By Mark Craddock. Published on 6 January 2015
As 2014 recedes onto the horizon, Mark Craddock reviews the highs and lows of the past year and looks ahead to what 2015 has in store.
Post-recession life during 2014 has been something of a merry-go-round. Many businesses have been doing well, the M&A market has picked up, there have been some high profile IPOs, and expansion plans are finally coming off the drawing board and into the real world.
There’s no doubt the recruitment market has been an exciting place to be over the last 12 months. We’ve seen a gradual return to a more candidate-focused market, and those with the most sought after skills are seeing some very attractive offers as companies look for those who can deliver on growth expectations.
Success stories have included the budget brands such as Poundland, Aldi and Lidl, who are transforming the shape of British retailing with their no frills, more nimble approach to doing business.
Others, such as online gaming giant King, have tapped into the latest trends very successfully while some have been less fortunate, witness some of our best known retailers as they struggle to keep pace on the High Street.
Consumer spending in the run-up to Christmas was reportedly high, but results released in December by the Office for National Statistics showed that in fact, the UK economy had actually grown more slowly during 2014 than previously thought.
It is now only 2.9% higher than the previous pre-recession peak, whereas earlier, the ONS had suggested that the economy was 3.4% up on that peak.
This less than festive news matched a warning in the CBI/Accenture employment trends survey 2014.
It said that although 50% of British businesses are planning to take on extra workers during 2015, concerns over the UK’s growing skills gap are now seen as the number one workforce threat to the long-term health of its economy.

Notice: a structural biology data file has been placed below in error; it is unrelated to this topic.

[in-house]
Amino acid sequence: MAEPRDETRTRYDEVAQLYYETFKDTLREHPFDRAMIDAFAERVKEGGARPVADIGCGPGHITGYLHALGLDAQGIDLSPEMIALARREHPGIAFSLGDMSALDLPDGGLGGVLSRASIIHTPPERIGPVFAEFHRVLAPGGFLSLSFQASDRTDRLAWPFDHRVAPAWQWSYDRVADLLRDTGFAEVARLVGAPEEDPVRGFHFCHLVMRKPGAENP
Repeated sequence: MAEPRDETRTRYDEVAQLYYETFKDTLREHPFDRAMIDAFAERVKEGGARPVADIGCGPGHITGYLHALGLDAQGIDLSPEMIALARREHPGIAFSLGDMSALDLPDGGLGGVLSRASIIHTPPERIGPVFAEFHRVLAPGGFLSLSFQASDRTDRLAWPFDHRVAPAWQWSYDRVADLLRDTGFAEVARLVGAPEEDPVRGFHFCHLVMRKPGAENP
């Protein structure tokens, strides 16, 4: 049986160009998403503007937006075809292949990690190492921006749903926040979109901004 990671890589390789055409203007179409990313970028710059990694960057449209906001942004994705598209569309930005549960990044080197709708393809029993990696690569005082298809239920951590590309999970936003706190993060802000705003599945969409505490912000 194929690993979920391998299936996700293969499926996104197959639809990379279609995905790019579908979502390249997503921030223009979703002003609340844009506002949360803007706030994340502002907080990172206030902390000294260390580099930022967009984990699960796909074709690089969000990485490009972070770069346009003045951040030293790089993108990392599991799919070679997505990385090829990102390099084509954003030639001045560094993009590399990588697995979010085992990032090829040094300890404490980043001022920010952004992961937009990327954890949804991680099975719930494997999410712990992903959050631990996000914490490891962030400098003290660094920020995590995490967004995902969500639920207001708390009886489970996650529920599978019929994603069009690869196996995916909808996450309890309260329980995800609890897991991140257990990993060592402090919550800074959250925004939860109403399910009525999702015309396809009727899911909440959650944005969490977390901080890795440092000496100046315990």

What does all this mean for recruitment in 2015?
Increased global uncertainty will bring its own pressures, but from talking to clients, the message is largely one of positivity and a brighter future ahead, albeit one that marries confidence with an element of caution.
The fall of the rouble, the continuing weakness of the Eurozone economy and the collapsing oil price – while good for consumers – isn’t so great for the previously booming oil and gas industry.
Add in next May’s general election, with its potential for a vote on Britain coming out of the EU, and this could all have the effect of pushing the pause button on future growth.
On the plus side, the stability and maturity of the UK and US economies means they continue to outperform many of those in the more emerging markets, albeit that in areas such as Africa, the harnessing of natural resources is creating much interest within the mineral sector.
The incessant need for innovation and expansion will create new and exciting opportunities and we’re already seeing clients investing in ERP implementations and upgrades, Shared Service Centres and acquisitions, to ensure they have the capability to react to that potential.
Today’s growth is all about being lean and mean and ready for action – and there will be plenty of reward for those who are brave enough to respond.